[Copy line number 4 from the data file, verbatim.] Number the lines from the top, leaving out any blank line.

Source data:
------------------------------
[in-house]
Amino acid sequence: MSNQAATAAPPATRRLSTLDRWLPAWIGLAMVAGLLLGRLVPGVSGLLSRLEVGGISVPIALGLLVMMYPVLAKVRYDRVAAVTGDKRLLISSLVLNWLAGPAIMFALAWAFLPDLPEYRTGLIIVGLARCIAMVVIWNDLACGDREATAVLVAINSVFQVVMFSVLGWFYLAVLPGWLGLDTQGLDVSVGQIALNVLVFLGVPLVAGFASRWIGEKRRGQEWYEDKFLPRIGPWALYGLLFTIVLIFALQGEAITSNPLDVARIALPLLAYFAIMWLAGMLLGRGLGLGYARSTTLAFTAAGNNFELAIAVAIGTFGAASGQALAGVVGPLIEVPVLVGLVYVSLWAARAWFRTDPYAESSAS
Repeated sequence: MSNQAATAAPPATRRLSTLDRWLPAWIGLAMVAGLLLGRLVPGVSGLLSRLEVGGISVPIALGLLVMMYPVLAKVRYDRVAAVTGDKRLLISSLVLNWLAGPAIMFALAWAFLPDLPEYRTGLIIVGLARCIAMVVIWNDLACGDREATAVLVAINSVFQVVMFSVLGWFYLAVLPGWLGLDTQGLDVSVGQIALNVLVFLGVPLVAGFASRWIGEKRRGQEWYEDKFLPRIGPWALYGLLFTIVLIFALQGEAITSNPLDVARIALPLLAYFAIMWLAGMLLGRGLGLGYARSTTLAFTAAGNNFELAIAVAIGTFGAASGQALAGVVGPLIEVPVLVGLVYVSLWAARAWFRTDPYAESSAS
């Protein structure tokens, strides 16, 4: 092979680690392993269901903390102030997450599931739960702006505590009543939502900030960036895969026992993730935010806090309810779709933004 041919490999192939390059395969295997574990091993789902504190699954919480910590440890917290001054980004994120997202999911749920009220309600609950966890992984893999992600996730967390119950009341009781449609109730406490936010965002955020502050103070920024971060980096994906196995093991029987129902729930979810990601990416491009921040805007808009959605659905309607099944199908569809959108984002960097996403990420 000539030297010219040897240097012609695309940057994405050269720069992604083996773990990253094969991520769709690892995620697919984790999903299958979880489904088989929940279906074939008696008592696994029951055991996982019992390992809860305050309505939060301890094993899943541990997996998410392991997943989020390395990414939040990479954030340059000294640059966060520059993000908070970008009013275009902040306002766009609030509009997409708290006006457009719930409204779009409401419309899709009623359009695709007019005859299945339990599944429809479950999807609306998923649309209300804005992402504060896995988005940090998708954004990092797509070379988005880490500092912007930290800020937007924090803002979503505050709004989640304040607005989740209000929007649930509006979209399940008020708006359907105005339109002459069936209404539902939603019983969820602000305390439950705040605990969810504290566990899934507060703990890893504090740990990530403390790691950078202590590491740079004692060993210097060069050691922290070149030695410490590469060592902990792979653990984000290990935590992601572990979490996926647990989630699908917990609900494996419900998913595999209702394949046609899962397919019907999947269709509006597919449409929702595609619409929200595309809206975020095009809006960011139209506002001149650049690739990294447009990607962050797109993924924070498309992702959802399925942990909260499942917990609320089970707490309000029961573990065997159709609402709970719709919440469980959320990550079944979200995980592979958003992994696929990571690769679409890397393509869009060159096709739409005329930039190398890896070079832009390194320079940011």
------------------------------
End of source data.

């Protein structure tokens, strides 16, 4: 092979680690392993269901903390102030997450599931739960702006505590009543939502900030960036895969026992993730935010806090309810779709933004 041919490999192939390059395969295997574990091993789902504190699954919480910590440890917290001054980004994120997202999911749920009220309600609950966890992984893999992600996730967390119950009341009781449609109730406490936010965002955020502050103070920024971060980096994906196995093991029987129902729930979810990601990416491009921040805007808009959605659905309607099944199908569809959108984002960097996403990420 000539030297010219040897240097012609695309940057994405050269720069992604083996773990990253094969991520769709690892995620697919984790999903299958979880489904088989929940279906074939008696008592696994029951055991996982019992390992809860305050309505939060301890094993899943541990997996998410392991997943989020390395990414939040990479954030340059000294640059966060520059993000908070970008009013275009902040306002766009609030509009997409708290006006457009719930409204779009409401419309899709009623359009695709007019005859299945339990599944429809479950999807609306998923649309209300804005992402504060896995988005940090998708954004990092797509070379988005880490500092912007930290800020937007924090803002979503505050709004989640304040607005989740209000929007649930509006979209399940008020708006359907105005339109002459069936209404539902939603019983969820602000305390439950705040605990969810504290566990899934507060703990890893504090740990990530403390790691950078202590590491740079004692060993210097060069050691922290070149030695410490590469060592902990792979653990984000290990935590992601572990979490996926647990989630699908917990609900494996419900998913595999209702394949046609899962397919019907999947269709509006597919449409929702595609619409929200595309809206975020095009809006960011139209506002001149650049690739990294447009990607962050797109993924924070498309992702959802399925942990909260499942917990609320089970707490309000029961573990065997159709609402709970719709919440469980959320990550079944979200995980592979958003992994696929990571690769679409890397393509869009060159096709739409005329930039190398890896070079832009390194320079940011």